When I woke up I could hear what I already knew, I wasn’t going anywhere today. As a matter fact today was likely to be the windiest day of the trip, at least of my paddling days.
I did some reading and worked on my journal entry for the day. One thing I hadn’t realized is that Clark did most of the daily journaling for the Corp of Discovery. With all the journal entries I have been reading to date, Clark has usually written two slightly different versions. One presumably is the version he sent back with returning boats. The second version Clark wrote was almost always longer, including details that he had apparently thought of after he had completed the first version. Lewis’s entries are almost always scientifically dense, and far less common. It must’ve been an incredible effort for Clark to sit down at the end of the day, no matter how difficult and stressful, and write, in longhand, not one but two detailed versions of the day’s events. I find it an effort to write a single account in which I don’t have to include carefully researched and recorded details such as latitude and longitude.
Around 1030 I decided to make the 6 mile round-trip walk to the lodge. It was a worthwhile effort in several respects: I could get a good hot meal and extend my food supply for these windy days, I could get coverage to post my journal entry, and the walking would help keep me in hiking shape, because once I get to Three Forks I will have about 500 miles of hiking before I can get back on a river again.
I must’ve flushed close to 40 pheasants. I’ve never seen anything like it in my life. They are magnificent birds.
At the lodge I got a bacon cheeseburger and fries, posted my journal entry, and charged up my phone.
There is a fish cleaning station about 2 miles from the boat landing and a mile from the lodge. I stopped there to fill up a couple of water bottles from a hydrant. Some fishermen were cleaning their catch including a bass far bigger than any I’ve ever caught in my entire life.
“How are the waves out there today?” I asked.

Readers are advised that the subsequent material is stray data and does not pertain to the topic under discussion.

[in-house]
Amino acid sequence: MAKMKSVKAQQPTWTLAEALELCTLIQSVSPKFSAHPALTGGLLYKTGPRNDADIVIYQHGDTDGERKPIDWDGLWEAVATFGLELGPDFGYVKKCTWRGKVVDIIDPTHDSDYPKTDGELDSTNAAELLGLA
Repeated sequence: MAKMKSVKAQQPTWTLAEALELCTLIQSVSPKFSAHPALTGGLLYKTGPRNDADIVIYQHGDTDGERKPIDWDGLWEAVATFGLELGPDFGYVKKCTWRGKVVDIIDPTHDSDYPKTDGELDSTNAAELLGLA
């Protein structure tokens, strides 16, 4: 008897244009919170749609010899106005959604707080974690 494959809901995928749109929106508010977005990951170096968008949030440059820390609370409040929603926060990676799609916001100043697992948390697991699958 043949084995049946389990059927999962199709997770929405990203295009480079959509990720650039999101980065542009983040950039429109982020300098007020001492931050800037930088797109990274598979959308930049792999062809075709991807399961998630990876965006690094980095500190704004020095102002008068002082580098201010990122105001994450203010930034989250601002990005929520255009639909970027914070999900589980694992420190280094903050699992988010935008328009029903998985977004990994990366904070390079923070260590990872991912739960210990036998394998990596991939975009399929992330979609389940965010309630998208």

“Big. Really big.” one guy replied.
When I got to my tent I rigged up a sunshade for it, using my sleeping bag and my warm weather sleeping sheet. It’s amazing the greenhouse effect in a tent, even when the sun is barely visible through the clouds, and especially in full sun when it can become unbearable. I almost always look for a shady spot but nothing fit the bill here. The sunshade made a big difference.
In the evening, during wind lulls, it was amazing how many rooster pheasants were crowing, including some very near my tent. Just for fun I counted: on average one crowed every three seconds. Deer, both white tail and mule deer, are plentiful around here as well.
As it began to get dark I could hear some kind of insects swarming outside my tent. It sounded like a movie special effect. At the same time dozens of beetles appeared, crawling on my tent netting. A couple found holes that mice had chewed in my tent at one infamous camping spot on the Pacific Crest Trail in WA. Those darn mice had chewed at least a dozen netting holes and I thought I had gotten all of them repaired, but apparently not. I stuffed toilet paper in the holes until I could repair them tomorrow morning. Some people get by with no bug netting and using bug repellent. I’m not one of them.
I got a lot of reading and resting done today. Since there was no real question about paddling in the crazy wind it was an easy choice and not particularly frustrating. The weather radio said the highest gusts were nearly 40 miles an hour. Colter
Clark: 30th of Septr. Sunday 1804… observed a large band of Indians the Same which I had before Seen on the hills incamping on the bank…cast the ancher opposit their Lodgs. at about 100 yards distand, and informed the Indians which we found to be a part of the Band we had before Seen, that took them by the hand and Sent to each Chief a Carrot of tobacco, as we had been treated badly by Some of the band below, after Staying 2 days for them, we Could not delay any time…we proceeded on under a verry Stiff Breeze from the S., the Stern of the boat got fast on a log and the boat turned & was verry near filling before we got her righted, the waves being verry high, The Chief on board was So fritined at the motion of the boat which in its rocking caused Several loose articles to fall on the Deck from the lockers, he ran off and hid himself, we landed he got his gun and informed us he wished to return…verrey Cold evening, all on our guard
Clark: 1st of October Monday 1804… Camped on a Sand bar, opposit a Tradeing house, where a Mr. Valles & 2 men had Some fiew goods to trade with the Sioux, a boy came to us, This Mr. Vallie informed us he wintered last winter 300 Legus up the Chyemne River…he Sais…Some parts retain Snow all Summer, Covered with timber principally pine, Great number of goats and a kind of anamal with verry large horns about the Size of a Small Elk, White Bear no bever on the chien great numbers in the mountains, The Chyenne Nation has about 300 Lodges hunt the Buffalow, Steel horses from the Spanish Settlements, which they doe in 1 month…
Trip overview and route map with position updates:
Thanks for making the effort to write all this up. People don’t realize how difficult it is to type on a keyboard after paddling all day and fighting the wind. It was the last thing I wanted to do during my trip on the Missouri. Still unstable weather for awhile. You could be on Oahe a couple weeks too.
Yes, typing takes effort after a long day. I’ll roll with the punches on the wind. Will easy do over 30 miles today.